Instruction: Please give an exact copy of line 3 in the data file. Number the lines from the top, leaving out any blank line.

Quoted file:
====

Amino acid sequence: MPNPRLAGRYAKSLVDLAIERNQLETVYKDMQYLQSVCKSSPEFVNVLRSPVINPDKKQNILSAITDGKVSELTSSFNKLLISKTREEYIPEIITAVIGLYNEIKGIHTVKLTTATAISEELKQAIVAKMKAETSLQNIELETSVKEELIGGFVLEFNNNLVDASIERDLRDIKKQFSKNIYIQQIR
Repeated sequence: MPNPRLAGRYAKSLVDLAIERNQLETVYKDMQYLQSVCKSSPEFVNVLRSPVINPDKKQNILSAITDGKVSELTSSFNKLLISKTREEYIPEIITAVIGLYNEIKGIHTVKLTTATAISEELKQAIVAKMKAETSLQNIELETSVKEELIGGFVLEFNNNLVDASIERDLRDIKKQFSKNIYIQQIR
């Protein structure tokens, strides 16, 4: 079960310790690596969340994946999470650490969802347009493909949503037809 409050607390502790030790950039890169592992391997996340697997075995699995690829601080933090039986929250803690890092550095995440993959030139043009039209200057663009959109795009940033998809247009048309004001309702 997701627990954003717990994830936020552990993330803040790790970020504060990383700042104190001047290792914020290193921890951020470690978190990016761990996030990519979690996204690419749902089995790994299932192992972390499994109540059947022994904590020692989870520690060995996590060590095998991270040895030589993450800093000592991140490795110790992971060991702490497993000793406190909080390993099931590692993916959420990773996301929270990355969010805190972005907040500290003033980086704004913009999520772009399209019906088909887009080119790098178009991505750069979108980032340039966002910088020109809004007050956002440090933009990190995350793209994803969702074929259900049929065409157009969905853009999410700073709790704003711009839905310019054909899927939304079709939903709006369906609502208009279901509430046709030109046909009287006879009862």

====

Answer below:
């Protein structure tokens, strides 16, 4: 079960310790690596969340994946999470650490969802347009493909949503037809 409050607390502790030790950039890169592992391997996340697997075995699995690829601080933090039986929250803690890092550095995440993959030139043009039209200057663009959109795009940033998809247009048309004001309702 997701627990954003717990994830936020552990993330803040790790970020504060990383700042104190001047290792914020290193921890951020470690978190990016761990996030990519979690996204690419749902089995790994299932192992972390499994109540059947022994904590020692989870520690060995996590060590095998991270040895030589993450800093000592991140490795110790992971060991702490497993000793406190909080390993099931590692993916959420990773996301929270990355969010805190972005907040500290003033980086704004913009999520772009399209019906088909887009080119790098178009991505750069979108980032340039966002910088020109809004007050956002440090933009990190995350793209994803969702074929259900049929065409157009969905853009999410700073709790704003711009839905310019054909899927939304079709939903709006369906609502208009279901509430046709030109046909009287006879009862």